Delhi, India (PressExposure) August 19, 2009 -- The great connectivity ofDwarka sub-city [http://www.zameen-zaidad.com/]has been negated by the lack of basic facilities and a fuzzy commercial policy, finds Yog Maya Singh
Bulbul Sharma has fond memories of the one year she spent in Dwarka, before shifting with her family to Dhaula Kuan. She loved the open spaces, the congestion-free residential areas with no parking problem, the greenery...everything. However, mention `water', and her face falls. That is the one problem that Dwarka, the largest subcity in Asia with a 10-lakh population, has still not been able to solve.
Dwarka must be thanking its stars that it is not hosting any of the segments of the Commonwealth Games 2010. Only a few major hotel projects [http://www.zameen-zaidad.com/] have been sanctioned, and there are talks of providing rooms for athletes in Dwarka and Jasola areas. The locality, spread over 29 sectors, of which 23 are currently functional, has lost out on other counts as well. A recent Delhi Police report claims that Dwarka is the most crime-hit area in Delhi.
Vantage point Parts of this sub-city were developed [http://www.zameen-zaidad.com/] as a part of DDA's Urban Expansion Projects. Dwarka is connected by the NH-8, Outer Ring Road, Najafgarh Road, Pankha Road and the Rewari Railway line. Residents have easy access to both the domestic as well as international airports. Vasant Kunj, Vasant Vihar, Janakpuri and Delhi Cantonment areas surround the sub-city.
Dwarka was developed in two phases by the DDA, which had wanted it to reflect the contemporary concepts of urban planning with a huge emphasis on environment and socio-economic factors. Keeping these in mind, around 40,000 residential units under selffinancing, mega-housing, HIG, MIG and incremental housing schemes have been developed in the sub-city. For the economically weaker sections, DDA planned a number of EWS, LIG and Resettlement Housing Schemes. Co-operative Group Housing Society (CGHS) forms a major component of housing type here. The six remaining sectors are to be developed as a Diplomatic Enclave on the lines of Chanakyapuri, and will be home to diplomats from around 39 nations.
As already mentioned one of the best things about Dwarka is its connectivity. Besides the Metro, which opened in 2005, it is also well connected to the domestic and international airports. There are plans of an Inter State Bus Terminus (ISBT) to be developed near Sector 23, which will supposedly be Delhi's largest ISBT.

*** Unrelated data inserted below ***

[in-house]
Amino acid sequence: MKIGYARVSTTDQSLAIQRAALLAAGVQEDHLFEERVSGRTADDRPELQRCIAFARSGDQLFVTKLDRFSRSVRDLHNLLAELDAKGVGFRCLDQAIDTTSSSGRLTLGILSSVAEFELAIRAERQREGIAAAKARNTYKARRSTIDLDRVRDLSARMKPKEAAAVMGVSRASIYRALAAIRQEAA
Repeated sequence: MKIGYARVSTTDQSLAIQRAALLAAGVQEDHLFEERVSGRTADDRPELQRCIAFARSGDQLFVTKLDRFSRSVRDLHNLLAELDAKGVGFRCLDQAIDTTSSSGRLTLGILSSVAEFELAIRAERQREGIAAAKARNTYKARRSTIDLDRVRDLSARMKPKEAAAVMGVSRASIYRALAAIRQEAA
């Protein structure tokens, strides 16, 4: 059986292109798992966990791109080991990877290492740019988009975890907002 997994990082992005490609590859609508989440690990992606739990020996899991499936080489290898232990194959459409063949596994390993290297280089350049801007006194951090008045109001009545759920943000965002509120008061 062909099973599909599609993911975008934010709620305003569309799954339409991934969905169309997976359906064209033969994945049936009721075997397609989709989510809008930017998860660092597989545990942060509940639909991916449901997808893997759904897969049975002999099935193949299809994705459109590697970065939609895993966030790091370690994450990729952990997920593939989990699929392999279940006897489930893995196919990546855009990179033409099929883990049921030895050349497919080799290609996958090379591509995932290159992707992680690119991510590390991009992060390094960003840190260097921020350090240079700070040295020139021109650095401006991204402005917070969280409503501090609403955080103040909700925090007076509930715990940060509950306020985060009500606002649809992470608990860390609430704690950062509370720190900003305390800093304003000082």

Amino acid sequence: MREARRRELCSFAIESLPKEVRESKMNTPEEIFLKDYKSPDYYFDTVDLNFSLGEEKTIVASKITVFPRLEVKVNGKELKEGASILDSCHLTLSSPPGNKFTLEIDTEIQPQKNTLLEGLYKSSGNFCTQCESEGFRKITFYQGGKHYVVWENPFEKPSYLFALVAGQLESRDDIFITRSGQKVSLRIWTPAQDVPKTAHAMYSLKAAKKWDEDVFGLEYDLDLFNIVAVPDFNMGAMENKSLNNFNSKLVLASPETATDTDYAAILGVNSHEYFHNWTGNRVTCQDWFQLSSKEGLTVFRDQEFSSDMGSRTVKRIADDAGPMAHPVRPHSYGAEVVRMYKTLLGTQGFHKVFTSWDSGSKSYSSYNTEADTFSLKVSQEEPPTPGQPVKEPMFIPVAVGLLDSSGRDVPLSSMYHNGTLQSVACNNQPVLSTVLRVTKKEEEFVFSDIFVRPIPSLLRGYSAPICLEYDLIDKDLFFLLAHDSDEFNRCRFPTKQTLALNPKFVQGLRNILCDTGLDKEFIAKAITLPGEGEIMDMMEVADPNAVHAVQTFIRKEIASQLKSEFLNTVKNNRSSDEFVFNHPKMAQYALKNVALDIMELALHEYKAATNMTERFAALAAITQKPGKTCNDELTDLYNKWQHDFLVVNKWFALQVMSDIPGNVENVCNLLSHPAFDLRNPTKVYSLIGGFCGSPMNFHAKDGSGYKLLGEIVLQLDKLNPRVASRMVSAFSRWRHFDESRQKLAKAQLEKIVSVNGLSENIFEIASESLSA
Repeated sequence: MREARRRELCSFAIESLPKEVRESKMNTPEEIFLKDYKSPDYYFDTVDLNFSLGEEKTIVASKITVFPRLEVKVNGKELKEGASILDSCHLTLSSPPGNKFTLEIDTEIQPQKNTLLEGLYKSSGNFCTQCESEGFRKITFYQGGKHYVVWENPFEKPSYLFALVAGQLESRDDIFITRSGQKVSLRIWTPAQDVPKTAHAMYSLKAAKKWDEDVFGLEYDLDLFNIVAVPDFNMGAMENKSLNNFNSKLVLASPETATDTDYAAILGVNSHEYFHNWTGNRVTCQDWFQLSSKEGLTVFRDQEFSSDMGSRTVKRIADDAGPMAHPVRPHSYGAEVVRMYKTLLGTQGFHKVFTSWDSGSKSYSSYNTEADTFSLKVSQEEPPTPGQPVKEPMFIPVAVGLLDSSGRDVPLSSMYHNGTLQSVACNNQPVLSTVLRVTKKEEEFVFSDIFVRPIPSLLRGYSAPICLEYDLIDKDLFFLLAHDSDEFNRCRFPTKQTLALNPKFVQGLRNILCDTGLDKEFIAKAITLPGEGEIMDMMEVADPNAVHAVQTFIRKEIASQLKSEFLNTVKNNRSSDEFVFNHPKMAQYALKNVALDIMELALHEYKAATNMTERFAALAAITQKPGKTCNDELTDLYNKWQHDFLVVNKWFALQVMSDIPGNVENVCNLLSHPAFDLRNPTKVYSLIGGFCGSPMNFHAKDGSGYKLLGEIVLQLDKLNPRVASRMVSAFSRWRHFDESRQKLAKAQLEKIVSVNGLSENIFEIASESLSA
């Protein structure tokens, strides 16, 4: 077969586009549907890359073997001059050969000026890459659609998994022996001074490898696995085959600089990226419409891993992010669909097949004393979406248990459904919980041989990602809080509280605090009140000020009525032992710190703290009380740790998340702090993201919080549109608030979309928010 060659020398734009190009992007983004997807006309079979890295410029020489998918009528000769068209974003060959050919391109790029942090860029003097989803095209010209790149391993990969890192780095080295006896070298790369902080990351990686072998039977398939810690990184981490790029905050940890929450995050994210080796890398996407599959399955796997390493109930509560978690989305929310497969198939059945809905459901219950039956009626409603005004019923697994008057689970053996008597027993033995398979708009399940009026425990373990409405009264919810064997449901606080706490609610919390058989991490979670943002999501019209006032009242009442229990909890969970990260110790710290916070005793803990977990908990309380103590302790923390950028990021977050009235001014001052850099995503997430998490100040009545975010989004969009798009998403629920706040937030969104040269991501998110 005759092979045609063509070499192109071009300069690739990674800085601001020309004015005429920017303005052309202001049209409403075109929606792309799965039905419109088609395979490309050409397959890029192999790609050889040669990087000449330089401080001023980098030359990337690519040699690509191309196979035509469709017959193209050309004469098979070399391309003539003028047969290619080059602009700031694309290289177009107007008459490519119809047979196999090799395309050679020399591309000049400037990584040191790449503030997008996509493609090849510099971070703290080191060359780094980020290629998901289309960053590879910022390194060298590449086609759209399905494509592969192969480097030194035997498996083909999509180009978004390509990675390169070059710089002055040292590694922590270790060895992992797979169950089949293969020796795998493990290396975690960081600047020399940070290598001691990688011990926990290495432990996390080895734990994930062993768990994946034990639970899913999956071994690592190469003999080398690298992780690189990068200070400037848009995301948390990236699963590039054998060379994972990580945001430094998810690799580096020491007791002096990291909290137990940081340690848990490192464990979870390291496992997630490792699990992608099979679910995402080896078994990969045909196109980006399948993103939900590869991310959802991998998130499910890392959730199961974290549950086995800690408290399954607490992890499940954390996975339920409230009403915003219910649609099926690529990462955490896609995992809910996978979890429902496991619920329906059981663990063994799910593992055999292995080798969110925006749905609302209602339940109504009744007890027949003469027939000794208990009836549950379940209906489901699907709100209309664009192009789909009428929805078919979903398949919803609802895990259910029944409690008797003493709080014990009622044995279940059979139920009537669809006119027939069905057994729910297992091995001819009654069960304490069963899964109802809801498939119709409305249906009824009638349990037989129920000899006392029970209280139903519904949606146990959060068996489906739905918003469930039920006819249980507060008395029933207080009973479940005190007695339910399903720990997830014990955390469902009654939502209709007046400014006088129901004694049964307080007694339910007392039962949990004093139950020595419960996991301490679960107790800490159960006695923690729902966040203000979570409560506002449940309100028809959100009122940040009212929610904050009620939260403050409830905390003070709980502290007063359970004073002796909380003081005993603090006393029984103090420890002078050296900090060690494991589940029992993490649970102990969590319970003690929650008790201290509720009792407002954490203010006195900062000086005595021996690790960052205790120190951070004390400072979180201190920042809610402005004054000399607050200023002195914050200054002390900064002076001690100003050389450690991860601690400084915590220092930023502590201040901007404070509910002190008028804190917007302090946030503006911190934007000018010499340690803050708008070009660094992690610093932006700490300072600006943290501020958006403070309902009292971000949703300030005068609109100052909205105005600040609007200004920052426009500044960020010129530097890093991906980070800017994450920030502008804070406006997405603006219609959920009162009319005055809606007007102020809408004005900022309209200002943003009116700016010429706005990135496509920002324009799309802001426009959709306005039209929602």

Of the seven sports complexes planned, one has already been constructed. DLF has also proposed to build the country's largest exhibition [http://www.zameen-zaidad.com/]-cum-convention centre in sector 24 by 2010. Sanction for five- and sevenstar hotels have been given and these are to be finished before the Games. The opening of the 32-lane Gurgaon Expressway is also a boon.
Commerce wanted Connectivity notwithstanding, Dwarka does not fare well on the commercial front. While Gurgaon and Noida have become huge corporate hubs, Dwarka has not. The Metro changed things for the better, but a lot still needs to be done.
Naresh Arora of Paras Associates in Sector 9 says, "We look into both residential and commercial properties, and feel that Dwarka must do more to attract buyers. Currently, only the centrally located sectors like 4, 5, 6 and 9 see a high rate of occupancy. The Metro might have caused a 10 per cent increase in prices, but the effect has been negated because of recession.
"While earlier a 2-BHK flat could go for Rs 45-70 lakh, the current price is Rs 35-55 lakh. A lot of facilities need to be upgraded here. However, Dwarka is a really good option for those who like less crowded localities."
According to Shyam Chaddha, a real estate developer, "Dwarka has been able to establish a large number of district centres, community centres, numerous local shopping and convenience shopping centres, yet it still lacks the excitement of a vibrant neighborhood.
"We feel Dwarka needs to have a clear commercial policy, and has to move its attention beyond retailing."
Manisha Padhi, 15, has been staying at sector 6 with her family since December 2007. She says, "I think Dwarka is a very well planned residential area, [http://www.zameen-zaidad.com/] but sooner or later one gets bored. Good markets are few and far between.
"Not all areas are connected by the Metro, and it's difficult to travel for miles to just watch a movie or hang out with friends. We need more development."
Courtesy:- HT dt:- 08-08-09